Moon Myths: The Truth About Lunar Effects on You
The moon holds a mystical place in the history of human culture, so it's no wonder that many myths — from werewolves to induced lunacy to epileptic seizures — have built up regarding its supposed effects on us.
"It must be a full moon," is a phrase heard whenever crazy things happen and is said by researchers to be muttered commonly by late-night cops, psychiatry staff and emergency room personnel.
It's been a long time since the Big Cheese revealed any new secrets as important as this week's announcement that traces of water exist all across its surface. Coincidentally, a study this week found zero connection between the full moon and surgery outcomes.
In fact a host of studies over the years have aimed at teasing out any statistical connection between the moon — particularly the full moon — and human biology or behavior. The majority of sound studies find no connection, while some have proved inconclusive, and many that purported to reveal connections turned out to involve flawed methods or have never been reproduced.
Reliable studies comparing the lunar phases to births, heart attacks, deaths, suicides, violence, psychiatric hospital admissions and epileptic seizures, among other things, have over and over again found little or no connection.
One possible indirect link: Before modern lighting, the light of a full moon have kept people up at night, leading to sleep deprivation that could have caused other psychological issues, according to one hypothesis that awaits data support.
Below, I'll review several studies — the good, the bad and the in between — but first some basic physics:
The moon, tides and you
The human body is about 75 percent water, and so people often ask whether tides are at work inside us.
The moon and the sun combine to create tides in Earth's oceans (in fact the gravitational effect is so strong that our planet's crust is stretched daily by these same tidal effects).
But tides are large-scale events. They occur because of the difference in gravitational effect on one side of an object (like Earth) compared to the other. Here's how they work (full explanation of tides):
The ocean on the side of Earth facing the moon gets pulled toward the moon more than does the center of the planet. This creates a high tide. On the other side of the Earth, another high tide occurs, because the center of Earth is being pulled toward the moon more than is the ocean on the far side. The result essentially pulls the planet away from the ocean (a negative force that effectively lifts the ocean away from the planet).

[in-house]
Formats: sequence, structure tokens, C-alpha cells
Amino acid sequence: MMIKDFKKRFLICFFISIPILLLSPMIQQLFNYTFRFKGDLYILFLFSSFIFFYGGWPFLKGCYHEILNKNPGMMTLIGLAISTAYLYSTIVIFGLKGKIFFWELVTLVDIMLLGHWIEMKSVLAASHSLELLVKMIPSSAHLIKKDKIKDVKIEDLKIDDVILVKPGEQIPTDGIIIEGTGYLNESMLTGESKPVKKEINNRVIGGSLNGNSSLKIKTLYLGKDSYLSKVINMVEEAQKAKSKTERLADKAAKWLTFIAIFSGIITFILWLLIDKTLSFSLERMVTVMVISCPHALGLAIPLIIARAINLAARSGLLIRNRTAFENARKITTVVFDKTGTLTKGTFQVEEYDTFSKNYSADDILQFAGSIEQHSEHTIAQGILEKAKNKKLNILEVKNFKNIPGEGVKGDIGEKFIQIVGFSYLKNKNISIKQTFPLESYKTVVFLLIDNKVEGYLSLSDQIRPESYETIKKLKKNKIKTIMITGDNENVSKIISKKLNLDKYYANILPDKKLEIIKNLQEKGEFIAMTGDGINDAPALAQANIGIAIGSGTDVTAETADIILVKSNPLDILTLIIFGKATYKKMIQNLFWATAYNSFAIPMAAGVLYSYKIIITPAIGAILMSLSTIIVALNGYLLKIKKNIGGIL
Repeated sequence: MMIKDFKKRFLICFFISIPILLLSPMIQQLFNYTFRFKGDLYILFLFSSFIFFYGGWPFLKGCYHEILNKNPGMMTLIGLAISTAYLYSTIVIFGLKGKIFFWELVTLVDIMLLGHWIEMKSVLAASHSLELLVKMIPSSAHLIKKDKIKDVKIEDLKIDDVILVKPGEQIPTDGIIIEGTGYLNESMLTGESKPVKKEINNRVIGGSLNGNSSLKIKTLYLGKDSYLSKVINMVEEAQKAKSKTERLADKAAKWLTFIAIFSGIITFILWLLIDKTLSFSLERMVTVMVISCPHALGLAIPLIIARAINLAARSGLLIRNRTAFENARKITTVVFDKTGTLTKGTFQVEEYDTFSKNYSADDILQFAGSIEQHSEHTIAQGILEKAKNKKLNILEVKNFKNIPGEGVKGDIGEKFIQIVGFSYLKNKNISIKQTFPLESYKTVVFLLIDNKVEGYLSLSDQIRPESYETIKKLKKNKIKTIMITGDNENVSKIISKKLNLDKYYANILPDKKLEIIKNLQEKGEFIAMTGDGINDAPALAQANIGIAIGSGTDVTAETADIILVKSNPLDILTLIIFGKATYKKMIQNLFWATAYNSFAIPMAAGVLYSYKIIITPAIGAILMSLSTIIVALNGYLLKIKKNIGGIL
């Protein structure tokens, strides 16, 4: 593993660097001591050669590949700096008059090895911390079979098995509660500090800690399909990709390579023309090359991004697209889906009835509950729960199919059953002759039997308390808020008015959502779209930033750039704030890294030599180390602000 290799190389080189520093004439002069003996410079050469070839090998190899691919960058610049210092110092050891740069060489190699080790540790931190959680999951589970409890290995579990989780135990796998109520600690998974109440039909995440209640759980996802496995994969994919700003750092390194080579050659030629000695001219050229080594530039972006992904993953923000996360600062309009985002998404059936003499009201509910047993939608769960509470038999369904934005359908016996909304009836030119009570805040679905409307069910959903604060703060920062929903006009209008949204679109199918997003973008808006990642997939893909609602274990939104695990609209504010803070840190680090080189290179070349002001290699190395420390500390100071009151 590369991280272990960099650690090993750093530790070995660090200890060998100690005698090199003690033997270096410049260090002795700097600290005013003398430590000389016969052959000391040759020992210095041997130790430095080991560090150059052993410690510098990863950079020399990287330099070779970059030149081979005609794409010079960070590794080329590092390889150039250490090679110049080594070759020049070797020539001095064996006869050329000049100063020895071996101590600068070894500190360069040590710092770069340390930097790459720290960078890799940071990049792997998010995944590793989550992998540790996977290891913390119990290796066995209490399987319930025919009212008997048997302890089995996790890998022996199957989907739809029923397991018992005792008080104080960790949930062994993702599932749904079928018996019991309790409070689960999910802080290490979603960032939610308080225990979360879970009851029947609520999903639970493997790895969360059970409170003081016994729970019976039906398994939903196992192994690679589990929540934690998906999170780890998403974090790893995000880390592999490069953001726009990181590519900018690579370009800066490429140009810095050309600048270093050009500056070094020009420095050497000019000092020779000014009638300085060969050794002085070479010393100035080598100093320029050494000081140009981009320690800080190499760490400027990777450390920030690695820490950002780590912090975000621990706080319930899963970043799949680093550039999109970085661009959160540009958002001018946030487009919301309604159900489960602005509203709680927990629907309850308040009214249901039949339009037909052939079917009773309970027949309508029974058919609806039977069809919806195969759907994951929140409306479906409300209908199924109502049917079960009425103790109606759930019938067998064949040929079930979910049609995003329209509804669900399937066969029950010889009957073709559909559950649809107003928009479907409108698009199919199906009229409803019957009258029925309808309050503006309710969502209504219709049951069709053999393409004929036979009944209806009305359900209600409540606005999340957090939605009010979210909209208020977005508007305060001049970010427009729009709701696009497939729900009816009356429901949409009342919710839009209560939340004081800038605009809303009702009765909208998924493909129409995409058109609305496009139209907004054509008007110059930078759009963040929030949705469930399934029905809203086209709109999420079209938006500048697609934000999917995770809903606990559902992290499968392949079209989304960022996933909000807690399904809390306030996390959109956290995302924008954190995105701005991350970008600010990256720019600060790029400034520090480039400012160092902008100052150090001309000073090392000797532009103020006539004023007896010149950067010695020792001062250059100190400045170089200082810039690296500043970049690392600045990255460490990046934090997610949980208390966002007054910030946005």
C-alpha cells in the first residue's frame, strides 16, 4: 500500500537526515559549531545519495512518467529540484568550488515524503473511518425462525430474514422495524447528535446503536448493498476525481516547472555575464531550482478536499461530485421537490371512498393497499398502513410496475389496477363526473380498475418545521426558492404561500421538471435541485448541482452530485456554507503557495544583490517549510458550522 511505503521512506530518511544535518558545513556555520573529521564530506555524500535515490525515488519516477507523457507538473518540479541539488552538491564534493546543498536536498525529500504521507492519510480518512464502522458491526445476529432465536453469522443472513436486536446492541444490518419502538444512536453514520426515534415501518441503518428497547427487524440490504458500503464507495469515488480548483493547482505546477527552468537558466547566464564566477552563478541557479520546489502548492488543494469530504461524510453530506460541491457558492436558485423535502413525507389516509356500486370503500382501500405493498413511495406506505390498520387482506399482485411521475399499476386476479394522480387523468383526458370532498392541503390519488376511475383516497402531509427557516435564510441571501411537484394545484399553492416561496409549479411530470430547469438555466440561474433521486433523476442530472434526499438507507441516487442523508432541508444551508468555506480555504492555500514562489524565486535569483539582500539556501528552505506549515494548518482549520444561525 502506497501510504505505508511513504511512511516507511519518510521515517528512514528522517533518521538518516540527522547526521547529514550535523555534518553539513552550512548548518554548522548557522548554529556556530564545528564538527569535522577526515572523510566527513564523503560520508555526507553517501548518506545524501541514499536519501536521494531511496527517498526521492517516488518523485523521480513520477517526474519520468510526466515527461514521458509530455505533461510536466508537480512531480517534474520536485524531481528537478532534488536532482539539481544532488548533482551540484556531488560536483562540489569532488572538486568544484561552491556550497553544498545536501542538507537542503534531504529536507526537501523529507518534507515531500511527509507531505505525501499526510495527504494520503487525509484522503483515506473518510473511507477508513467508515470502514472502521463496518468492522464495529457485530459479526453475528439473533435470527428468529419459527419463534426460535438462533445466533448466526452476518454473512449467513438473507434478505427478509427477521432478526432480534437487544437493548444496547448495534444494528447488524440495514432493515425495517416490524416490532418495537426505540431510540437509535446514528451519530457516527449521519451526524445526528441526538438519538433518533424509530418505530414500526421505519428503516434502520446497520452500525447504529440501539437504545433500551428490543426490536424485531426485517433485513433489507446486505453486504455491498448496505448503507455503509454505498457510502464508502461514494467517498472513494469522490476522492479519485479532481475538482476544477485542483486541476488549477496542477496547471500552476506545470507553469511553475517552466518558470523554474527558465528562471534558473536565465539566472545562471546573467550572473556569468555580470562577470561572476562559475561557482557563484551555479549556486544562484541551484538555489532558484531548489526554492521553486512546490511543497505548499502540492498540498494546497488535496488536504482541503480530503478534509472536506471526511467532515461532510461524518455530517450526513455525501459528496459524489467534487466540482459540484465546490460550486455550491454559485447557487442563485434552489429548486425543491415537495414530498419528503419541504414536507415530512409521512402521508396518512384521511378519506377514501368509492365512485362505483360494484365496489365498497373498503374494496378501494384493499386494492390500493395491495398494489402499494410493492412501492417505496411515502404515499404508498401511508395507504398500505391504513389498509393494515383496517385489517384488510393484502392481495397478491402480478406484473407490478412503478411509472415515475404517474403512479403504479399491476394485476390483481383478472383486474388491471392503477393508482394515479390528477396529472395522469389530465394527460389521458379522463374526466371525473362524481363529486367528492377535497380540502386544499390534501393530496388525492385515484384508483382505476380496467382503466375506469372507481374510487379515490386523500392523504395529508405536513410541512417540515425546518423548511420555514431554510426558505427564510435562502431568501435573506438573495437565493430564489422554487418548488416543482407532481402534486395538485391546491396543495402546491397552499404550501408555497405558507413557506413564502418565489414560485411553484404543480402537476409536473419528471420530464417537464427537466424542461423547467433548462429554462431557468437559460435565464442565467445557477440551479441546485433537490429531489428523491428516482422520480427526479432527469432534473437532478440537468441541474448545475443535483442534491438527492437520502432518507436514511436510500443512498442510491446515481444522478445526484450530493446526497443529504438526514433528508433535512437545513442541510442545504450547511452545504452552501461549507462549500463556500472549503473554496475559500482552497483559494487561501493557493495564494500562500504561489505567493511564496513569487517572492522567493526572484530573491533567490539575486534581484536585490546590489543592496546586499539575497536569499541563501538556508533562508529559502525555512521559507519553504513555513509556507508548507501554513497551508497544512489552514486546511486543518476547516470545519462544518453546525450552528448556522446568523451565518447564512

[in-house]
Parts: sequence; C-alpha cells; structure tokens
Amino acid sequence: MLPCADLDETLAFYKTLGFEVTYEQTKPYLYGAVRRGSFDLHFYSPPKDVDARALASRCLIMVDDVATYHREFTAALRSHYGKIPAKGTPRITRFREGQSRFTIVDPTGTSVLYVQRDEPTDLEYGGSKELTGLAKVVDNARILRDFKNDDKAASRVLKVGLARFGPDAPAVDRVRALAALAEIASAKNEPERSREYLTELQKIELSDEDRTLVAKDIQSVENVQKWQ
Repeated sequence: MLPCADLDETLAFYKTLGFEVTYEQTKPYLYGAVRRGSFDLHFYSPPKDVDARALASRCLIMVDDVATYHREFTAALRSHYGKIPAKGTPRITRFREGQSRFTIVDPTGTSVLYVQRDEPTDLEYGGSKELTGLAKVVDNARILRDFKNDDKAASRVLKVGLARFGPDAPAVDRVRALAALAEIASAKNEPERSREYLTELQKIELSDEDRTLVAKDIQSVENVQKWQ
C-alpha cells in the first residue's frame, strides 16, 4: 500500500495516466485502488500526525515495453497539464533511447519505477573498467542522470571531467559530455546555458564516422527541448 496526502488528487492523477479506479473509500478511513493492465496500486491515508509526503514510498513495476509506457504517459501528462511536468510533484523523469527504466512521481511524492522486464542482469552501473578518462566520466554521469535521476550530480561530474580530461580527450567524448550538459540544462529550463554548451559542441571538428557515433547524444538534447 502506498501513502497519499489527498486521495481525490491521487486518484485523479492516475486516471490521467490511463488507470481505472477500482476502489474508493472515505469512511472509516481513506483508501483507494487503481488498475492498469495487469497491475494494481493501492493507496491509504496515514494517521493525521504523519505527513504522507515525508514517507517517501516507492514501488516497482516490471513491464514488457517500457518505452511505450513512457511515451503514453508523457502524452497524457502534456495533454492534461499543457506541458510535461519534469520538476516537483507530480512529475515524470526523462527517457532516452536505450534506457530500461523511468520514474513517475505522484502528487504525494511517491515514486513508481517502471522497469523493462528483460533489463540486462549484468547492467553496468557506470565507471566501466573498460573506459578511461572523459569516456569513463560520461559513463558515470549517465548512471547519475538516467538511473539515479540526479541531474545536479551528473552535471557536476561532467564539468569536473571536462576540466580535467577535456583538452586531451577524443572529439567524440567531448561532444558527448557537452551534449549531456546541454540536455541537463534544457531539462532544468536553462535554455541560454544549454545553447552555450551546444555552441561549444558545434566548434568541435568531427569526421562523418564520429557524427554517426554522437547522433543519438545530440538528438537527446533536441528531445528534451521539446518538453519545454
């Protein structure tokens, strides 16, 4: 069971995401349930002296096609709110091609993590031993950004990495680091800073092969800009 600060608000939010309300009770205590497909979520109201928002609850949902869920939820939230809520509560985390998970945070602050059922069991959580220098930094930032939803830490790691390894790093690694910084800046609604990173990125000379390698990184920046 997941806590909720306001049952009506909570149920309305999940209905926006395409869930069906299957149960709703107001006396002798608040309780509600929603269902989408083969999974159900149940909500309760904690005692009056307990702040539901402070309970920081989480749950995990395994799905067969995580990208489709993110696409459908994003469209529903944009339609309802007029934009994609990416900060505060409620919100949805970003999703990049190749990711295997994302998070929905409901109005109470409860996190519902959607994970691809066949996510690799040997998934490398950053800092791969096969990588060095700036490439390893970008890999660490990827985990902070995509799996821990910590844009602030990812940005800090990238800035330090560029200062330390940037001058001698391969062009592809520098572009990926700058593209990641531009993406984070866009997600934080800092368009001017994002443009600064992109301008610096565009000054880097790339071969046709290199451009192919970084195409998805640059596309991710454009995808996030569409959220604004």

However, there's no measurable difference in the moon's gravitational effect to one side of your body vs. the other. Even in a large lake, tides are extremely minor. On the Great Lakes, for example, tides never exceed 2 inches, according to the National Oceanic and Atmospheric Administration (NOAA), which adds, "These minor variations are masked by the greater fluctuations in lake levels produced by wind and barometric pressure changes. Consequently, the Great Lakes are considered to be essentially non-tidal."
That's not to say tides don't exist at smaller scales.
The effect of gravity diminishes with distance, but never goes away. So in theory everything in the universe is tugging on everything else. But: "Researchers have calculated that a mother holding her baby exerts 12 million times the tide-raising force on the child than the moon does, simply by virtue of being closer," according to Straightdope.com, a Web site that applies logic and reason to myths and urban legends.
Consider also that tides in Earth's oceans happen twice every day as Earth spins on its axis every 24 hours, bringing the moon constantly up and down in the sky. If the moon's tugging affected the human body, one might presume we'd be off balance at least twice a day (and maybe we are).
Studies of full moon effects
Here are some of the reputable studies in peer-reviewed journals that have failed to find connections:
EPILEPSY: A study in the journal Epilepsy & Behavior in 2004 found no connection between epileptic seizures and the full moon, even though some patients believe their seizures to be trigged by the full moon. The researchers noted that epileptic seizures were once blamed on witchcraft and possession by demons, contributing to a longstanding human propensity to find mythical rather than medical explanations.
PSYCHIATRIC VISITS: A 2005 study by Mayo Clinic researchers, reported in the journal Psychiatric Services, looked at how many patients checked into a psychiatric emergency department between 6 p.m. and 6 a.m. over several years. They found no statistical difference in the number of visits on the three nights surrounding full moons vs. other nights.